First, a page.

Oregon’s oldest Oxygen adventure
Oregon’s oldest is fleeting honor for the oldest baseball bat, coffee mug or trees before fire, winds or rains remove these oldest anything. This fact is always true with organic things; but geology or rocks seem unimpressed by rants of nature. Maybe they have seen worse?
The cover photo is prehistoric Banded Iron Formation (BIF) with an amazing story to tell. The slide show exhibits ancient nickel-iron nuggets.
As Outdoor adventurers, we tend to visit things we can see and appreciate as a family. Everyone likes to visit a redwood tree.
However, geo-stones are not as easily understood & enjoyed; compared to a redwood.
IN SEARCH OF ANCIENT OREGON author Ellen Bishop Morris addresses this issue or nature in her PROLOGUE; like oysters, geology is an acquired taste.
“Geologists inhabit a world of four dimensions. Like most people, we navigate the landscape’s ups and downs and byways. But in addition, our (ROCK LOVERS) journeys take us into the fourth dimension: TIME. Every rock has a history.
The geologist’s mission is to translate the mute stuff of solid stories into a planetary biography. We are in a sense time travelers, deciphering past processes into a palpable vision of what the world once was.”
However some knowledge of geology can open prehistoric world views that shatter our commonly held notions today.
Geologist Morris writes on page 19 & 20:
“Oregon’s oldest rocks are found as exotic terranes in disparate corners of the state: the Blue Mountains in the Northeast and the Klamath Mountains in the southwest...These ancient rocks….have similar geologic histories. Both include fragments of volcanic islands and subduction zones, bits of seafloor and coral reefs, bulky bodies of intrusive granites, and scraps of Mantle.
Both collided with North America during the Cretaceous period more than 100 million years ago, a time when dinosaurs roamed Montana…In the Blues…exotic terranes are exposed from Hell’s Canyon west to Mitchell,..scattered throughout the high plateau country between Burns and Post, Seneca and Suplee…These ancient arcs of island volcanoes represented in Oregon’s exotic terranes are even more long lived than their modern Cascades kin.”
What Morris does not mention is BIF and nickel-iron alloy found between Seneca and Suplee.
The author is maybe a bit different in that when not outdoors, he tries to figure out what he encountered outdoor earlier, as a part-time hobby; even though it might take years. This research phase actually adds value to the brief memories of being outdoors that day so long ago.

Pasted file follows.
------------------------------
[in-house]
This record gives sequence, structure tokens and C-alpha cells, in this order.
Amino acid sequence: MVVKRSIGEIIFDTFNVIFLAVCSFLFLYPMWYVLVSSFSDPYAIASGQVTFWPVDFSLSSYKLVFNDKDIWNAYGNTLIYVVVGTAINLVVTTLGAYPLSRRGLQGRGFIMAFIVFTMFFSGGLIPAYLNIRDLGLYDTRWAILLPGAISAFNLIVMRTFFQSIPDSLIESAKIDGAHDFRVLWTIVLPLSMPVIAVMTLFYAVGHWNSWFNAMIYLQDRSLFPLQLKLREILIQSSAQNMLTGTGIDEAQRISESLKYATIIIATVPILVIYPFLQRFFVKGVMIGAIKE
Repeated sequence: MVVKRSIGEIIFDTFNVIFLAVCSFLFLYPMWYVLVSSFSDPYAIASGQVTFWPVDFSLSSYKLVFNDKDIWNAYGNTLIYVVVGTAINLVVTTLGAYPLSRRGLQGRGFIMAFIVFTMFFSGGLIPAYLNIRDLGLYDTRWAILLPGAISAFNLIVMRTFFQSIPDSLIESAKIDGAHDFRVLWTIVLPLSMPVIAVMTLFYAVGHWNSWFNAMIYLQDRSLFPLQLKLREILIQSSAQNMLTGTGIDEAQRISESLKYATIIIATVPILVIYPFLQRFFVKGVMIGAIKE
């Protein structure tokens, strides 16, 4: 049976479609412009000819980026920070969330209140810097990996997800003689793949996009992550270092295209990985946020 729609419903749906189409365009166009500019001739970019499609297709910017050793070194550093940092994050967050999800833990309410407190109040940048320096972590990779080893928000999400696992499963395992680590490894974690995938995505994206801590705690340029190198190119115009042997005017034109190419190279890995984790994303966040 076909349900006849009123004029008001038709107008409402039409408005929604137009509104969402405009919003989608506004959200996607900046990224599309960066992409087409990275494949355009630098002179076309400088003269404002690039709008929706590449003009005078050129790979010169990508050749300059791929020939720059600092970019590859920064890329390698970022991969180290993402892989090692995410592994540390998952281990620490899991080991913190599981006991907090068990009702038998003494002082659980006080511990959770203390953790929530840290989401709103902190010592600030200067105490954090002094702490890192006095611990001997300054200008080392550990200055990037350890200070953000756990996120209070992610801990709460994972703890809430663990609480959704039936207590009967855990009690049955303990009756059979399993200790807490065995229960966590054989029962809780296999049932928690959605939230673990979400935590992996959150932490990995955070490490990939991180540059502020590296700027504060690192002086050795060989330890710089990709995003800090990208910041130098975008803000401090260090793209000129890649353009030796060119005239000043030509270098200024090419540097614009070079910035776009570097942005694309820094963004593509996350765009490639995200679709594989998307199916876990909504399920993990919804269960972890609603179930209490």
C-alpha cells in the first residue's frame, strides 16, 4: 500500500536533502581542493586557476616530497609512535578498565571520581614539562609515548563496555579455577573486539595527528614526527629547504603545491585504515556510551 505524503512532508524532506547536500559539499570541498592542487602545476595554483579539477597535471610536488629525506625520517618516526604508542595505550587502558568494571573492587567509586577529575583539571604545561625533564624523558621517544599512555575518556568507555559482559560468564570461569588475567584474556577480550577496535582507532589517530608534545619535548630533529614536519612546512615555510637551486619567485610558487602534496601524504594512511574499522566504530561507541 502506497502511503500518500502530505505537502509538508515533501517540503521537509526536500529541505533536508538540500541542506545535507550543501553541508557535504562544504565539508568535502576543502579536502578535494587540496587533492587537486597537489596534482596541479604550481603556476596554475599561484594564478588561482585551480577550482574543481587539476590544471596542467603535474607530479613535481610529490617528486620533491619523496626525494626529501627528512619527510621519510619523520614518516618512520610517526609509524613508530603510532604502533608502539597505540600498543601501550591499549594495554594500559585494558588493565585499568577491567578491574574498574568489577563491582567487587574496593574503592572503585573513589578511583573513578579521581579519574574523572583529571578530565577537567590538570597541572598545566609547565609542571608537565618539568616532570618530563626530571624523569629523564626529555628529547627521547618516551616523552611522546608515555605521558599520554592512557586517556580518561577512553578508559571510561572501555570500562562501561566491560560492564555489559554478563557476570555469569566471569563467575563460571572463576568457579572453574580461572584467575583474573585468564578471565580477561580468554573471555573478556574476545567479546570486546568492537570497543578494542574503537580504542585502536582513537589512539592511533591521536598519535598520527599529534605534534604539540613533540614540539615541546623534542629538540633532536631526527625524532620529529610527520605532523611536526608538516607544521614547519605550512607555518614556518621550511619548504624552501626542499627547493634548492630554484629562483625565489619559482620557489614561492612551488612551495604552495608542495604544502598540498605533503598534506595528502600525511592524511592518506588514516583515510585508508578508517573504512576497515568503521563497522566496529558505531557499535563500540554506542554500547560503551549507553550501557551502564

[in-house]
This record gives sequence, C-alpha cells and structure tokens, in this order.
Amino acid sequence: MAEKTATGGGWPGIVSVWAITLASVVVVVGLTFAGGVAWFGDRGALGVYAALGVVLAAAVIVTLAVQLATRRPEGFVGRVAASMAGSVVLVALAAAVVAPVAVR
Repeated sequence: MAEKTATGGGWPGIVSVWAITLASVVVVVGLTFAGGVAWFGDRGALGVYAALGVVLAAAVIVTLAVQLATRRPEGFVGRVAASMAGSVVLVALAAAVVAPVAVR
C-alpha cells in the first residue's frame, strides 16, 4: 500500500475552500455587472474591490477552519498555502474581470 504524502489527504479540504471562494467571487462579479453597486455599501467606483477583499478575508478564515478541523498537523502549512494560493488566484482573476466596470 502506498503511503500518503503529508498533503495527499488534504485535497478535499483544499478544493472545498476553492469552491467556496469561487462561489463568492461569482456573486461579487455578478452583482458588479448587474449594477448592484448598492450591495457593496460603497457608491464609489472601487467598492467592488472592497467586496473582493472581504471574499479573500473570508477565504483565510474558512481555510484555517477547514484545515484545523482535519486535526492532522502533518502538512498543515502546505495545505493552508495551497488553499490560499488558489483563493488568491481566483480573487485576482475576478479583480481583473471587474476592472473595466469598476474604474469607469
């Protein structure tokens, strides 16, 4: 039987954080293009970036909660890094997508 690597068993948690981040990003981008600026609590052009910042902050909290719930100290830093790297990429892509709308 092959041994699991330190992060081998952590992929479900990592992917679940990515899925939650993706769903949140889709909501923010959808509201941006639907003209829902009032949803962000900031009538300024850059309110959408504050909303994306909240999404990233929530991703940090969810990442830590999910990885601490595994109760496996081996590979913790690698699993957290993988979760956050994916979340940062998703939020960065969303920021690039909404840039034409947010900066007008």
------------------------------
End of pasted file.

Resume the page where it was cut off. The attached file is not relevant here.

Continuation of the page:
We all take day trips and the author was on one during a drive up the notorious Eastern Oregon’s historical “Murderer’s Creek” (Check out 1878 Bannock Indian War), the author tripped over dozens of native iron nuggets in a dirt road. This was odd; as anyone with any modern iron tool knows it rusts away to nothing quickly if not protected indoors. Have you ever seen dozens of shiny iron nuggets on the ground before outdoors?
Frankly, outdoors, we see modern signs of iron all around us every day, in the steel building that house our offices, the rusting push lawn mower in the garage. Scientifically speaking, natural Brown IRON rust is called “LIMONITE”; but moms just see it in their kid’s dirty clothes after playing outside. “HEMATITE” is another iron ore that rusts red and it creates our typical red soils and volcanic cinders. The slide show also shows “GOETHITE” which is basically Iron Sulfides or pretty “PYRITE” rusted totally away. Lastly, we have black “MAGNETITE” that gives us natural iron magnets –not pictured.
All these natural iron metals today simply rust away naturally and these metals dissolve into the air.
Today’s modern “rust” factor is due to a 1.8 billion year old Oxygen Catastrophe and it is amazing Oregon has clues to this traumatic event so very long ago!
“The Great Oxygenation Event (GOE), also called the Oxygen Catastrophe or Oxygen Crisis or Great Oxidation, was the biologically induced appearance of free oxygen (O2) in Earth's atmosphere. Geological, isotopic, and chemical evidence suggest this major environmental change happened around 2.4 billion years ago (2.4 Ga).
Cyanobacteria, which appeared about 200 million years before the GOE,  began producing oxygen by photosynthesis. Before the GOE, any free oxygen they produced was chemically captured by dissolved iron organic matter. The GOE was the point when these oxygen sinks became saturated and could not capture all of the oxygen that was produced by cyanobacterial photosynthesis. After the GOE the excess free oxygen started to accumulate in the atmosphere.
Free oxygen is toxic to anaerobic organisms and the rising concentrations may have wiped out most of the Earth's anaerobic inhabitants at the time. From their perspective it was a catastrophe. Cyanobacteria were therefore responsible for one of the most significant extinction events in Earth's history. Additionally the free oxygen reacted with the atmospheric methane, a greenhouse gas, triggering the Huronian glaciation, possibly the longest snowball Earth episode. Free oxygen has been an important constituent of the atmosphere ever since.”
FOR MORE INSIGHT: Great Oxygenation Event
Meanwhile, modern Science trying to explore and explain Earth early methane geologic history has done hundreds of lab experiments and these iron nuggets are clues for what scientists call the “Snowball Earth Hypothesis”
Proponents of the hypothesis argue that it best explains sedimentary deposits generally regarded as of glacial origin at tropical paleolatitudes, and other otherwise enigmatic features in the geological record. Opponents of the hypothesis contest the implications of the geological evidence for global glaciation, the geophysical feasibility of an ice- or slush-covered ocean, and the difficulty of escaping an all-frozen condition.
There are a number of unanswered questions, including whether the Earth was a full snowball, or a "slushball" with a thin equatorial band of open (or seasonally open) water.
The geological time frames under consideration come before the sudden multiplication of life forms on Earth known as the Cambrian explosion, and the most recent snowball episode may have triggered the evolution of multi-cellular life on Earth. Another, much earlier and longer, snowball episode, the Huronian glaciation, which occurred 2400 to 2100 Ma may have been triggered by the oxygen catastrophe.”